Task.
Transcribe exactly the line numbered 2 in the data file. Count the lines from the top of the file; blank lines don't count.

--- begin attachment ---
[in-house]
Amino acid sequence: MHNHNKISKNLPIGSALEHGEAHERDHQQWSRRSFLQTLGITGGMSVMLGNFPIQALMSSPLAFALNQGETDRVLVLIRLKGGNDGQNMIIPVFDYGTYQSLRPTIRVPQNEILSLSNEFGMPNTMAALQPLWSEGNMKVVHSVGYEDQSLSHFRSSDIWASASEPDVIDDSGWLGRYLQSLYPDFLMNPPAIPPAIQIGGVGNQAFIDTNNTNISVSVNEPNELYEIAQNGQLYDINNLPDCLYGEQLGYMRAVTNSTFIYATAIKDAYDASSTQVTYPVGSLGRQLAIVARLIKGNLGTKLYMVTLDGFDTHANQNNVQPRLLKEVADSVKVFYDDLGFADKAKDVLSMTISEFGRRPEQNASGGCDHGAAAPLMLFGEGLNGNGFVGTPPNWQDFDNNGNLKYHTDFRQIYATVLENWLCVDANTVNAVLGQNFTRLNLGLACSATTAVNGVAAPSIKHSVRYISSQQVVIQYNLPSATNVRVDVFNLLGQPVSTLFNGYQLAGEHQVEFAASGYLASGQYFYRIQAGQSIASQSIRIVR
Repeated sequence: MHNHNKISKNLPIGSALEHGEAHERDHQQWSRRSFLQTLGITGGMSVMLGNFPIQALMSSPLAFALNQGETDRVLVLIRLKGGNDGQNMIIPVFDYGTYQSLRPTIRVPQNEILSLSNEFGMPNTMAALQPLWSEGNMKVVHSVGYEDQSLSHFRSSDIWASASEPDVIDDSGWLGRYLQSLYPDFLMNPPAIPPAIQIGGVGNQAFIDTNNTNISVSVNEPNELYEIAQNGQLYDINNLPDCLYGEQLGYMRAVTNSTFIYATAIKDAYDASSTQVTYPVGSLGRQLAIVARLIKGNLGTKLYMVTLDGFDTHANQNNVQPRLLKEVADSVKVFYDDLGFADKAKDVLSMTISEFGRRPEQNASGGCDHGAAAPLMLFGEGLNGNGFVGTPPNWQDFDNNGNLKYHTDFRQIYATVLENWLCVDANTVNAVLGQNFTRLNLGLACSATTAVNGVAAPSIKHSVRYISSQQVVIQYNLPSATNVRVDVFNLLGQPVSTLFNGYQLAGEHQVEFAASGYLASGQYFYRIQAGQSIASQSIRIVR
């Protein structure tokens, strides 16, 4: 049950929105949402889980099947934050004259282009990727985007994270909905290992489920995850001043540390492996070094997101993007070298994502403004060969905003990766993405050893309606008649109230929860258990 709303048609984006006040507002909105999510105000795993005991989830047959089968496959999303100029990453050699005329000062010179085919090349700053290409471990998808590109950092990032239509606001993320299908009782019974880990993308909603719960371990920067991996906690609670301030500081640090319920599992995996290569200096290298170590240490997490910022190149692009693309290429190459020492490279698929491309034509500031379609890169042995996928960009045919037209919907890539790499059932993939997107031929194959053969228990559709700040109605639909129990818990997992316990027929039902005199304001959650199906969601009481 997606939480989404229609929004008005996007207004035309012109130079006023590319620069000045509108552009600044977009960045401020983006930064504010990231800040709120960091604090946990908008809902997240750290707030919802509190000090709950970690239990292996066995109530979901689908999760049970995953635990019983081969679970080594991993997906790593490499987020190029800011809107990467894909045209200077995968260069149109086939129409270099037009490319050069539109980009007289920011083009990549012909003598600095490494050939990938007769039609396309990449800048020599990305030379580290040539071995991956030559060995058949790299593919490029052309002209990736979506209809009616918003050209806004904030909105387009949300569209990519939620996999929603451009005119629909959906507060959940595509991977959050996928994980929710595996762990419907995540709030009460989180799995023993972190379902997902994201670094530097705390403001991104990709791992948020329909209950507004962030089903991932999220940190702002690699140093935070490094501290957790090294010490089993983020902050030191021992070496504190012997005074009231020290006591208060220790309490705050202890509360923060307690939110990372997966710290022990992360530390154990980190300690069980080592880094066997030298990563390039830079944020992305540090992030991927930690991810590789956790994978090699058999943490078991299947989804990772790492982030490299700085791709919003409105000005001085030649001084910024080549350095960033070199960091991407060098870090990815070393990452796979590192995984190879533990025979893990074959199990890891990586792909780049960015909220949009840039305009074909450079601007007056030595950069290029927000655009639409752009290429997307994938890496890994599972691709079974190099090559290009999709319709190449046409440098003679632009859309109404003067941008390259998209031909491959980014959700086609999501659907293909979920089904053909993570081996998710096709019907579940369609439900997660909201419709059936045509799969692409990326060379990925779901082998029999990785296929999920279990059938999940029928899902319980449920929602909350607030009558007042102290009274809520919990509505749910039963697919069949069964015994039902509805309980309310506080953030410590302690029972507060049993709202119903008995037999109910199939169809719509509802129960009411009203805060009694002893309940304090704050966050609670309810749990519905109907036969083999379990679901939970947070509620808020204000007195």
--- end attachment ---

Amino acid sequence: MHNHNKISKNLPIGSALEHGEAHERDHQQWSRRSFLQTLGITGGMSVMLGNFPIQALMSSPLAFALNQGETDRVLVLIRLKGGNDGQNMIIPVFDYGTYQSLRPTIRVPQNEILSLSNEFGMPNTMAALQPLWSEGNMKVVHSVGYEDQSLSHFRSSDIWASASEPDVIDDSGWLGRYLQSLYPDFLMNPPAIPPAIQIGGVGNQAFIDTNNTNISVSVNEPNELYEIAQNGQLYDINNLPDCLYGEQLGYMRAVTNSTFIYATAIKDAYDASSTQVTYPVGSLGRQLAIVARLIKGNLGTKLYMVTLDGFDTHANQNNVQPRLLKEVADSVKVFYDDLGFADKAKDVLSMTISEFGRRPEQNASGGCDHGAAAPLMLFGEGLNGNGFVGTPPNWQDFDNNGNLKYHTDFRQIYATVLENWLCVDANTVNAVLGQNFTRLNLGLACSATTAVNGVAAPSIKHSVRYISSQQVVIQYNLPSATNVRVDVFNLLGQPVSTLFNGYQLAGEHQVEFAASGYLASGQYFYRIQAGQSIASQSIRIVR